Tuesday, January 3, 2012

Items Learned While Lurking

It's been a while since I've visited my own blog, and I fear the holidays are not the things to blame. No, poor health is the culprit this time. Interesting that my last post was on the Black Plague since  I've been down with some disease nearly as awful ever since Christmas Eve. "It's just a cold," they told me when I went into the doctor two days ago. Then why does it feel like a knife in the ribs every time I cough? And why am I too dizzy to do anything besides sit or lie down? Fortunately, David's still on break from school this week and lots of kind relatives have been helping out with the twins. So, I've had ample time to lay about and convalesce and lurk to my heart's content on the Internet. There have been some interesting discussions of late on the Historical Fiction groups that I frequent, and I have three items to draw to your attention.

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Item #1: "Downton Abbey." It's a show that I haven't yet had the opportunity to watch, but there has been some controversy lately in regards to its historical accuracy. According to a recent news article:
Historian Jennifer Newby said the servants in the country house drama, created by Oscar winner Julian Fellowes, look too clean and were too friendly with their employers. She said: ''I find it infuriating to watch, it sets my teeth on edge. The relationship they have with their employers is totally wrong.''
Which brings up the question: is historian Jennifer Newby right? Her complaint resonates with how history is popularly portrayed. Most people are far readier to believe that the lower classes of the olden days were dirty and downtrodden than that they were happy and hygienic. Marx's narrative of how the world works seems to have infected everyone's perceptions.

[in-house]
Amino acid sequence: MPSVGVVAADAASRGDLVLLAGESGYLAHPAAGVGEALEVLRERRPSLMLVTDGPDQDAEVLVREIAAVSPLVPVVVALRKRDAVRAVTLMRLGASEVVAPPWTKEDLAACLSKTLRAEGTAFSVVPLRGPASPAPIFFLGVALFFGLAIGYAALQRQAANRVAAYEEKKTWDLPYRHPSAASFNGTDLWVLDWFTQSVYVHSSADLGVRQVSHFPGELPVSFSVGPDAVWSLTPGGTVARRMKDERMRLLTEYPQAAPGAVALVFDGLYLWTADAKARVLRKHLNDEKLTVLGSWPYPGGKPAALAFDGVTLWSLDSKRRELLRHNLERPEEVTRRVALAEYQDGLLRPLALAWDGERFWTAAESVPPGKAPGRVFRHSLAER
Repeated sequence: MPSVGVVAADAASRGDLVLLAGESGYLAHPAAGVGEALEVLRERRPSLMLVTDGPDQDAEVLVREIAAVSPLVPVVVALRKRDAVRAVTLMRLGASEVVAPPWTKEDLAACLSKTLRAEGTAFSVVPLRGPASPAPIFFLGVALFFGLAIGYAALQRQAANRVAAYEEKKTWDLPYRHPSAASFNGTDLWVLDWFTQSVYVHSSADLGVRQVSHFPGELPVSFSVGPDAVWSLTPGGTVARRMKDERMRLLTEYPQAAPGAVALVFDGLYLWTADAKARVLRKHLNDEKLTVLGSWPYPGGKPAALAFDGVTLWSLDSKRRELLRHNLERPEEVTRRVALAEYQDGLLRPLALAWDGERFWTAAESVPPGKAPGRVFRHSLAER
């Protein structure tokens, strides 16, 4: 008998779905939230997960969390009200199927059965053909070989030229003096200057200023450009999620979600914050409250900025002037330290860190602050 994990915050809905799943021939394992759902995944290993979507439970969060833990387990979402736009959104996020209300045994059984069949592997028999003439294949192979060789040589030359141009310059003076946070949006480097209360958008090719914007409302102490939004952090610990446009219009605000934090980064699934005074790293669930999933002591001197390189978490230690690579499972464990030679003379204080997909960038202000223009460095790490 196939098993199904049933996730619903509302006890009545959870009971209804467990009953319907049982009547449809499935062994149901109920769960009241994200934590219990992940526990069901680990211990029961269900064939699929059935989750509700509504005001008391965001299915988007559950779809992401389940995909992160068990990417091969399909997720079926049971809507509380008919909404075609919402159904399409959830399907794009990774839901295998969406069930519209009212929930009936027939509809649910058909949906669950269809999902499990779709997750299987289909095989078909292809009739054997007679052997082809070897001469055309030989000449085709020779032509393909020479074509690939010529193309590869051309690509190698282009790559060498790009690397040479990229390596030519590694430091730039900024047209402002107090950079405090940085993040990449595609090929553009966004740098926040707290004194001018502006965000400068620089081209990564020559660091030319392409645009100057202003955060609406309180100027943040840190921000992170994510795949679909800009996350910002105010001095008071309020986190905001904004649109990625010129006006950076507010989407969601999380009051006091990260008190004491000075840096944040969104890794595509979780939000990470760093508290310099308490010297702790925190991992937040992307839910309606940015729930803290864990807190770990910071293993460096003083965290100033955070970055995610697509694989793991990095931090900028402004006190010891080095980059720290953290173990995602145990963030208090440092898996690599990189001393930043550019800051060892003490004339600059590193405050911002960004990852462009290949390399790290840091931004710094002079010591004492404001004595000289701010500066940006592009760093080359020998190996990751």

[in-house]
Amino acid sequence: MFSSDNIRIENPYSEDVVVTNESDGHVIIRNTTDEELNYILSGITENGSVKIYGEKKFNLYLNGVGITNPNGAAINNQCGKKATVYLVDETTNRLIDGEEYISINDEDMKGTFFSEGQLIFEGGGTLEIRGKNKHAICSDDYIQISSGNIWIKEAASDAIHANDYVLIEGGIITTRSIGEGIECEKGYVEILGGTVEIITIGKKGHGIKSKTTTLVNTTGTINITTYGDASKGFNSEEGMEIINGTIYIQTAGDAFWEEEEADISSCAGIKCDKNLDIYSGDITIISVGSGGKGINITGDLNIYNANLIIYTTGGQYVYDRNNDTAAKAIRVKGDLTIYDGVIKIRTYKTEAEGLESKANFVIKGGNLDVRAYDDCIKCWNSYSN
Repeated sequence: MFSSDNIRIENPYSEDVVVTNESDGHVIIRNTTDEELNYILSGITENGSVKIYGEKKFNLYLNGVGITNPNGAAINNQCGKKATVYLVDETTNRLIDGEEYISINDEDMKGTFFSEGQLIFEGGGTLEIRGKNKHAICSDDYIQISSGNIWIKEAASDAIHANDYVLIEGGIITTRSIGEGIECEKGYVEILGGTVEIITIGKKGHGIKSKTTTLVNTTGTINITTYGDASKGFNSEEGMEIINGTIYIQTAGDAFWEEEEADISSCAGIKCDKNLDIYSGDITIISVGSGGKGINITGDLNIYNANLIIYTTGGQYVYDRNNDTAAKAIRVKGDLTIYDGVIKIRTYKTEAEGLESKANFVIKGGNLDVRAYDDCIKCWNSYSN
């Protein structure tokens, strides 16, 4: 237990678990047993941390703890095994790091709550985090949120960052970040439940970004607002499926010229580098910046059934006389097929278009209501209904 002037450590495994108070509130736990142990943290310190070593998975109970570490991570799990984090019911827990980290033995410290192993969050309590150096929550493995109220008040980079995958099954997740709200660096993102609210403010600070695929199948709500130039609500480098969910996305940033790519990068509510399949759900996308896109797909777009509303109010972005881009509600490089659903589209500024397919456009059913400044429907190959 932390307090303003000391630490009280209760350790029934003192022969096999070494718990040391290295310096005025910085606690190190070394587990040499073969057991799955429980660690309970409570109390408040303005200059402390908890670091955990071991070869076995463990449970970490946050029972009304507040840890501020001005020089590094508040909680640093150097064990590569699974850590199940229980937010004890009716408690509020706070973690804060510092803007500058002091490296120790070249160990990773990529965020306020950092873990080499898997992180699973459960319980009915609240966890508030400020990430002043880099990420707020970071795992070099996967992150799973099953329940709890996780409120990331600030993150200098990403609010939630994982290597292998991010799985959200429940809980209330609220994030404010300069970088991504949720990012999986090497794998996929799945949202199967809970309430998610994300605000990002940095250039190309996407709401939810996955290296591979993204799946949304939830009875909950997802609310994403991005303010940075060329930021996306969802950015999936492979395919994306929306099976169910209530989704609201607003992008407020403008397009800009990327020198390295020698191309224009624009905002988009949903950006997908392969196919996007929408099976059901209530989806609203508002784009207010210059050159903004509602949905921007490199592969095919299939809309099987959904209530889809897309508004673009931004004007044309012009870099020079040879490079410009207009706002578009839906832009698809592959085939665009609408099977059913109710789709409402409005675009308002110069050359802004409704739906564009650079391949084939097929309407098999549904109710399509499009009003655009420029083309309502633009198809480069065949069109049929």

But are the Marxist eyeglasses the only ones worth looking through? Historical novelists Katherine Ashe and M. M. Bennetts made some insightful comments about this over on the English Period Authors Facebook group. And since Katherine Ashe re-posted the conversation on her own FB page in case others were interested, I'm going to take the liberty of quoting a couple of her comments on my blog:
Regarding the Downton Abbey review: I'm sure some servants were filthy and sullen, others tidy and cheerful, with a great many in between. The reviewer reveals more of her own sullen politics than any overriding historical truth. A household, like a corporation, has a certain spirit and those who are part of the household will reflect it according to their individual characters (I'm saying the obvious -- for any historical novelist.) It is well to remember that historians are as much twisted by current political spin as novelists may be....